“Tomorrow there is supposed to be a blizzard. There will be wind all day long," declared Terese Howard to the audience at the Oriental Theater on Tuesday night. “Think for a second about what you’re going to do to protect yourself from the weather, to stay warm, to stay dry, and survive…and now think as if you’re on the streets. What will you do? Folks who are on the street tomorrow will need protection from the elements to survive."
At Tuesday night’s rally and benefit concert for the Right to Survive Initiative, which will be presented as I-300 on May’s municipal ballot, the Denver Homeless Out Loud activist emphasized how no one in Denver, including the city’s homeless population, is allowed to use protective items such as tarps, tents or blankets to shield themselves in public — even during a weather event like a “bomb cyclone.” That’s according to Denver’s urban camping ban, which has been on the books since 2012. (The city insists that, even though some individuals resist shelters for a variety of reasons, the homeless use shelters instead of staying outside. On Tuesday night ahead of the anticipated blizzard, Denver's Road Home listed shelter options for those wanting to escape the storm.)
“This is the first time in the nation that an initiative has been brought to the people that says that homelessness is not a crime," Howard said of I-300. “This is record-setting.”
Of course, the record-setting nature of I-300 has also made it one of the most contested questions on the May 2019 ballot. Last month, Westword looked at some of the funders of the opposition campaign, called Together Denver, which had by then raised $150,000. That figure has now reached nearly $600,000, with donations coming in large part from developers, business groups like the Downtown Denver Partnership and real estate interests. Even some homeless-service providers are concerned that the Right to Survive Initiative, as written to ensure tha people may eat, sleep, rest and share food in public, is overly broad and could open a Pandora’s box of litigation. Meanwhile, the Right to Survive campaign has raised $53,000.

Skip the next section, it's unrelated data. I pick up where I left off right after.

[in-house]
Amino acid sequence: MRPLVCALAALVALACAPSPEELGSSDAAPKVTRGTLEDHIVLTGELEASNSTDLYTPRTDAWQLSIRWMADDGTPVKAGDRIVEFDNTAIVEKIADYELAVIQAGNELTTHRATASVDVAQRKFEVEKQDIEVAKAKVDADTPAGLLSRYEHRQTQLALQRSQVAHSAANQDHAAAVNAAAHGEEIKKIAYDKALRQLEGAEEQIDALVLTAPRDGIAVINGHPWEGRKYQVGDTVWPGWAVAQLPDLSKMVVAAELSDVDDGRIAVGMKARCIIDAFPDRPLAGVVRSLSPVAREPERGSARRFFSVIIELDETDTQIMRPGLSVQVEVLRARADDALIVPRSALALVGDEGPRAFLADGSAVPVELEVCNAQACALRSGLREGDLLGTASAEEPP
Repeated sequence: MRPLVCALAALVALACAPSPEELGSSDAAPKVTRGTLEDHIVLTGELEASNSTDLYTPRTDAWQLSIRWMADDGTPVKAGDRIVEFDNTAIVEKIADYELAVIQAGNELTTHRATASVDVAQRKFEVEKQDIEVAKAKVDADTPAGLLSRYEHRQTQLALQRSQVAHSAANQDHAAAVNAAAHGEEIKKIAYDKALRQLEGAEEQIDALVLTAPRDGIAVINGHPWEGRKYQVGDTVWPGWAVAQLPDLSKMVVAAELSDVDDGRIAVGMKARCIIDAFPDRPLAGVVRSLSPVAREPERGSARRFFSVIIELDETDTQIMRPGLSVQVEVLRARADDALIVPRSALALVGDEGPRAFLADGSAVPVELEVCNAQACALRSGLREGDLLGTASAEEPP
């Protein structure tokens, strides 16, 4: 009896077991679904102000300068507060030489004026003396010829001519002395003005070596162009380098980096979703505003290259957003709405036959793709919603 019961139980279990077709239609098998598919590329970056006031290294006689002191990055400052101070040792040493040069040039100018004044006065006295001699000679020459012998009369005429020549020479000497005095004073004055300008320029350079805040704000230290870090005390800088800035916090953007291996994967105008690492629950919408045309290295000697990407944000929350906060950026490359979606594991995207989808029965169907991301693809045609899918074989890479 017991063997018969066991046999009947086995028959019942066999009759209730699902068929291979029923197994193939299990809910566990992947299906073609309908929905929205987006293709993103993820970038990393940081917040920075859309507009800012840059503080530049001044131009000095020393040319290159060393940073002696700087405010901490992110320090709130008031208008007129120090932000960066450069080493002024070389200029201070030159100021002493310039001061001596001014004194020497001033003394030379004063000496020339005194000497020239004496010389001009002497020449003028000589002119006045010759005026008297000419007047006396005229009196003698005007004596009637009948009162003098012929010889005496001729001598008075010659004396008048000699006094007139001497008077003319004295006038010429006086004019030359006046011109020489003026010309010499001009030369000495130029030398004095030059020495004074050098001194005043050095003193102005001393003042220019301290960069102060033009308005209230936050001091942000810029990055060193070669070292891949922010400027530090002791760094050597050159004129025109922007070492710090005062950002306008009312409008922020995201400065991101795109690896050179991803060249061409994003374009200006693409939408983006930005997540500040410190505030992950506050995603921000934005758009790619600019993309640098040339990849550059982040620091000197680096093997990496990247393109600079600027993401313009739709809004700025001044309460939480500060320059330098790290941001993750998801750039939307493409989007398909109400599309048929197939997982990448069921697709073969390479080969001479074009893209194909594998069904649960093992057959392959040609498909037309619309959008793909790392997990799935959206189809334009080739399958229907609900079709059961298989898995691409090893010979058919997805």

But between music sets by Esmé Patterson, Laura Goldhamer and Wheelchair Sports Camp (whose MC, Kalyn Heffernan, is also running for mayor) at Tuesday's event, representatives of the Right to Survive campaign countered the opposition's arguments.
“Some people ask: Why not just overturn the camping ban?" Howard said during her speech. “That’s absolutely the most egregious of all the laws on the books right now that criminalize our survival, but that is absolutely not the only law on the books in Denver that criminalizes survival in public space."
As another example, she cited a law against sitting or lying in downtown.
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“There are more laws that are part of this,” she continued. “That’s why this initiative isn’t just about one law. It’s about protecting our rights for the future.”
But Tuesday's event was not designed to get into the nitty-gritty of the initiative. Folksy performances from Patterson and Goldhamer, followed by the socially conscious rapping of Wheelchair Sports Camp, focused instead on building awareness and community.
Indeed, "community” was a common refrain during the event, and video testimonials from individuals experiencing homelessness were displayed on a large screen to give voice to people living on the streets who support the initiative. Appeals were made to attendees to knock on doors and spread the word to friends and strangers alike, championing grassroots organizing and "people power" over the vast (and growing) fiscal reserves of the I-300 opposition.
Two months out from election day, it could not be more clear: Those for and against I-300 are running very different campaigns.